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Arsenal Academy involved in FIFA alternative to VAR trial

Arsenal Academy involved in FIFA alternative to VAR trial
Arsenal Academy involved in FIFA alternative to VAR trial

FIFA have introduced an alternative to VAR called the Football Video Support and the Arsenal Academy were involved in the trial as they played and won the Blue Starts FIFA Youth Tournament

Football Video Support (FVS), a simplified alternative to the Video Assistant Referee (VAR) system, is to be used on a trial basis at the upcoming FIFA U-20 Women’s World Cup™ in Colombia as FIFA continues to lead the use of technology to support referees.

The decision, which followed a successful initial trial at the Blue Stars/FIFA Youth Cup™ in Zurich, Switzerland, in May, was confirmed ahead of the draw for the 24-team tournament which takes place from 31 August to 22 September.

Arsenal won that tournament with our young playmaker Maddy Earl winning the Golden Ball.

Women’s tournament

It is a very interesting step in refereeing, as VAR has obviously been subject to many controversies in England and around the world, as errors still happen despite having VAR and AVAR reviewing key moments from the game.

The FVS is a cheaper alternative to VAR and also offers the possibility for coaches to interact and pro-actively request for a review of the play, the same as we see in tennis with the ATP and WTA tours.

A statement said, “While the VAR system has been adopted in over 200 individual competitions globally, spanning 65 member associations, FIFA has received numerous requests from member associations who want an alternative, cost-effective way to support match officials with technology.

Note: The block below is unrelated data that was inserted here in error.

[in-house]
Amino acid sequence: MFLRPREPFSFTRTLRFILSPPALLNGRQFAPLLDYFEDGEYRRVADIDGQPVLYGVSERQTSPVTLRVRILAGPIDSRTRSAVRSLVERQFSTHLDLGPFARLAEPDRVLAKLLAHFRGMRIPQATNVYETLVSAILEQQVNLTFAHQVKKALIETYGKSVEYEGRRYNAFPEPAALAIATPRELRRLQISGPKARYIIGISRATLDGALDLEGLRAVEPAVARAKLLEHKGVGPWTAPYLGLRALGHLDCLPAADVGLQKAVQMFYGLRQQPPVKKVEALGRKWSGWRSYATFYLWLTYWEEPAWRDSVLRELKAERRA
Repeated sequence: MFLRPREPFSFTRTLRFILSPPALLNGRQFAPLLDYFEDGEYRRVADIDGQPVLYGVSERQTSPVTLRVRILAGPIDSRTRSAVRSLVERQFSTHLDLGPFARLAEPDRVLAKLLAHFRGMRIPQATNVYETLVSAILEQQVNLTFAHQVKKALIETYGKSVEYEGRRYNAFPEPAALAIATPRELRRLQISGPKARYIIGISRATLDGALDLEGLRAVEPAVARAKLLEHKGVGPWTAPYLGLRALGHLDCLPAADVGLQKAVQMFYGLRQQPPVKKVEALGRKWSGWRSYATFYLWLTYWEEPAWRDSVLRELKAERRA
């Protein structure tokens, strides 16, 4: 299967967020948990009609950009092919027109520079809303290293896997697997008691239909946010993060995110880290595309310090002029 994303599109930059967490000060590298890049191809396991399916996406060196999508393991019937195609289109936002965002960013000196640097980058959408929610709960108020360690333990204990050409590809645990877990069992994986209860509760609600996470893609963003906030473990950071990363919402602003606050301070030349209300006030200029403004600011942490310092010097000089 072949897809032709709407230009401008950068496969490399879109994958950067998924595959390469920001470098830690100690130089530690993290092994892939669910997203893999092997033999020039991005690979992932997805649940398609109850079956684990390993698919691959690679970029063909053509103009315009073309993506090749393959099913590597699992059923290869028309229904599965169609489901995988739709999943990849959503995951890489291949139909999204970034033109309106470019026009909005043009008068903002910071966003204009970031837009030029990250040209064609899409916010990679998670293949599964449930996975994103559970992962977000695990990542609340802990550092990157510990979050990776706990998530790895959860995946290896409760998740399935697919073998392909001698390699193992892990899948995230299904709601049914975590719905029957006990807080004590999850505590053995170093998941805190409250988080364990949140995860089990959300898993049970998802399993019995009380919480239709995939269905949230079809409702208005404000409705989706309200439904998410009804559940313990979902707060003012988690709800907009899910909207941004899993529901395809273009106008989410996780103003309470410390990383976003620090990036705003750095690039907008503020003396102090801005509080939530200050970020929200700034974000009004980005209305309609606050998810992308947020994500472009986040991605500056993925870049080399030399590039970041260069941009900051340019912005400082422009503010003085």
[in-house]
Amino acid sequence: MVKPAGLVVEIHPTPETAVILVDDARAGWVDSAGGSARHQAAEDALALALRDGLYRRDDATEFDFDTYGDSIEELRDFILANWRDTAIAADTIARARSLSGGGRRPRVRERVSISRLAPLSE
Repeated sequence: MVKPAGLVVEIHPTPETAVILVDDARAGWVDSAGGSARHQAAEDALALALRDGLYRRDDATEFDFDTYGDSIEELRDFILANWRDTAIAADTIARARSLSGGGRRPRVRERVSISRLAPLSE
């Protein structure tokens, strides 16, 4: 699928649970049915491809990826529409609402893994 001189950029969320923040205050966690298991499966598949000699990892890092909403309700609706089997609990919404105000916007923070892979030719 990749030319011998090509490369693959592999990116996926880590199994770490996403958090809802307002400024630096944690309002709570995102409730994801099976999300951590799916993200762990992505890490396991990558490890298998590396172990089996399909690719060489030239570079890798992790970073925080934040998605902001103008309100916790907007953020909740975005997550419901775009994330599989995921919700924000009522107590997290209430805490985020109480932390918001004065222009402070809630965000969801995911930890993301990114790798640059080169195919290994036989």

“In response, it has developed the FVS which, unlike VAR, does not use dedicated Video Match Officials and therefore does not automatically check all match-changing incidents. Instead, the onus falls on the two head coaches, who will be allowed to make a limited number of review requests per match when they feel there has been a clear and obvious error in match-changing incidents such as goal/no goal, penalty/no penalty, direct red card or mistaken identity.”

I feel this is a positive development that empowers managers, who will be able to challenge referees in a simple and respectful way.

It will simplify the relations between coaches and referees.

It is also important for teams that cannot afford all the technology needed and costs associated with VAR.

The upcoming u-20 WWC will be an interesting laboratory and let’s hope it will be a positive experiment that will benefit the game in the near future.